Investment - Articles - Lack of knowledge stops trustees capitalising on investments


Professional trustees’ appetite for taking risk has increased since pre-pandemic, according to a new study of Professional DB Trustees, conducted by Charles Stanley Fiduciary Management. Almost half (47%) of professional DB trustees revealed that their appetite for investment risk overall has increased, with around one in five (18%) saying that it has increased significantly. Just 14% said it had reduced. But the research also found that they feel their investment decisions are hampered by onerous regulation and a lack of knowledge.

 Professional Trustees want to take more risk across the board – in equities, credit markets and alternatives - as well as relaxing liability hedging. But burdensome regulation coupled with a lack of confidence in their investment knowledge mean it is unclear whether trustees have the freedom to enact their views.
 
 Despite emerging from a period of unparalleled market volatility, the findings reveal that appetite for equity risk has risen among almost half (49%), with almost a quarter (22%) saying that their appetite has ‘increased significantly’. Appetite for interest rate risk has increased among 75%, inflation risk 73%, and credit risk 60%. The findings suggest that trustees’ strongest preference would be to increase through tactical under-hedging of their liabilities - implying that they believe long-term interest rates are more likely to rise than fall.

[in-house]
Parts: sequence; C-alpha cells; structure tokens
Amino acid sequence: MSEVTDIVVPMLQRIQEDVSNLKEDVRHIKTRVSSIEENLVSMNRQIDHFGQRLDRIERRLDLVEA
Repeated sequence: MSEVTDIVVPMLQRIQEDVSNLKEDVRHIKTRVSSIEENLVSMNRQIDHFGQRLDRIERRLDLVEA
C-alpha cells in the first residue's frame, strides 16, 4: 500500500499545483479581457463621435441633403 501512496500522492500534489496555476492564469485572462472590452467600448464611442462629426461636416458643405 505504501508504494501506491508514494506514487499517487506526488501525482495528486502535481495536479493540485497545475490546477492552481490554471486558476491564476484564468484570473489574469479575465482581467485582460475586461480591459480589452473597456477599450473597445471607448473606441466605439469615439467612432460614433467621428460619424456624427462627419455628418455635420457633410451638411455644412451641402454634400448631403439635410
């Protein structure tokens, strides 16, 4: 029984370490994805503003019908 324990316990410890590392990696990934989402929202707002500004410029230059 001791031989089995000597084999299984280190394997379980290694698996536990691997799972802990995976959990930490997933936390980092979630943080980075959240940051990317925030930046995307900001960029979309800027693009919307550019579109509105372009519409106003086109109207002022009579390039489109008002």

However, this risk appetite is not mirrored in their investment decisions. For example, only around a third of professional DB trustees (36%) are more likely to increase equity exposure than they were pre-pandemic. More than three quarters (78%) of Professional DB Trustees think that regulation is stifling their investment approach.
 
 Bob Campion, Senior Portfolio Manager, Charles Stanley Fiduciary Management said: “These results reveal the trustees’ paradox. On the one hand trustees want to take more equity risk, but on the other hand they don’t plan to invest more in equities. Similarly, while they want to take interest rate risk, are they prepared to relax hedging constraints? What is clear is that trustees need expert help to assess risk, to understand what ‘risk budgeting’ means for a pension scheme and to decide from all the options available to them.
 
 “Professional trustees shouldn’t feel as if they have to be investment experts – but they do need to work with dedicated experts they can trust. Deploying risk in the right way is a vital decision for any pension scheme. And while the results will only be known in hindsight, the good news is that trustees of any scheme now have access to dedicated experts and analysis to help craft the right strategy for their pension scheme by working with fiduciary managers like Charles Stanley.
 
 “We believe in the merits of equity markets as a long-term driver of returns – and that under-hedging can add value where risk budgets allow, particularly for pension schemes with distant funding targets. By helping trustees to understand risk properly we routinely support our clients to set and achieve sensible long-term funding plans by balancing all the risks they run.”
 
  

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